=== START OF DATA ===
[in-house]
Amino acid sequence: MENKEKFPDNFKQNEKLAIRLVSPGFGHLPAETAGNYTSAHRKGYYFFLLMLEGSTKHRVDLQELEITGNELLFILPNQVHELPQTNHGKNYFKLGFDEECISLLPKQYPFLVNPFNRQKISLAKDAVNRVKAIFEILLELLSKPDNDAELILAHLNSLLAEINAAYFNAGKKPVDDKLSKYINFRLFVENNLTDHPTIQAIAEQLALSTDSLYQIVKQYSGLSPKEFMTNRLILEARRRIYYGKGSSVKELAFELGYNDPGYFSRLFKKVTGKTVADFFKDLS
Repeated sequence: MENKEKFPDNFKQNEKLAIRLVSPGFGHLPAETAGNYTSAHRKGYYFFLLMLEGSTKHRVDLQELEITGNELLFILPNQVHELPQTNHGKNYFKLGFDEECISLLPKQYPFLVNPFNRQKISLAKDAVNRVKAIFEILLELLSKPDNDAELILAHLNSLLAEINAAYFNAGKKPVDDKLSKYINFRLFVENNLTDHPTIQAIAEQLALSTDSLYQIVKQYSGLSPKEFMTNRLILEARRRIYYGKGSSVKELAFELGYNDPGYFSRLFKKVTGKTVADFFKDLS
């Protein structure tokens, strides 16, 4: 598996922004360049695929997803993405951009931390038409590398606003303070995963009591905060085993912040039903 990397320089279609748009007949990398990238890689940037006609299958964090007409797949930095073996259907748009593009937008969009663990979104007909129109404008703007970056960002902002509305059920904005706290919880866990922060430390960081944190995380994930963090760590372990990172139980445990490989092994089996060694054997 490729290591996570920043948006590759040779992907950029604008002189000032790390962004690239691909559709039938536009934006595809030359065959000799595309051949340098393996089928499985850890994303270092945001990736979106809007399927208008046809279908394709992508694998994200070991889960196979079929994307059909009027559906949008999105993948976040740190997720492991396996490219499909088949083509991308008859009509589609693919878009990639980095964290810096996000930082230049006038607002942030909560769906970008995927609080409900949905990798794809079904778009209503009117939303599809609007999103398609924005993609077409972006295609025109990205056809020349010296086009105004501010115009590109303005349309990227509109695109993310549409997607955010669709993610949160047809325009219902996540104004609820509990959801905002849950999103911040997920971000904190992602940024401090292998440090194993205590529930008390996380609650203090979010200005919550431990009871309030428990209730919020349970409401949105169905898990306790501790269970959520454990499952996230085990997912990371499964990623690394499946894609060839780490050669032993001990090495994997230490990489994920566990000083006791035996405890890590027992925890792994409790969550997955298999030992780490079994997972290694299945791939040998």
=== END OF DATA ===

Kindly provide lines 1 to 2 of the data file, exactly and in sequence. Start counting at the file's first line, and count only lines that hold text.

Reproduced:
[in-house]
Amino acid sequence: MENKEKFPDNFKQNEKLAIRLVSPGFGHLPAETAGNYTSAHRKGYYFFLLMLEGSTKHRVDLQELEITGNELLFILPNQVHELPQTNHGKNYFKLGFDEECISLLPKQYPFLVNPFNRQKISLAKDAVNRVKAIFEILLELLSKPDNDAELILAHLNSLLAEINAAYFNAGKKPVDDKLSKYINFRLFVENNLTDHPTIQAIAEQLALSTDSLYQIVKQYSGLSPKEFMTNRLILEARRRIYYGKGSSVKELAFELGYNDPGYFSRLFKKVTGKTVADFFKDLS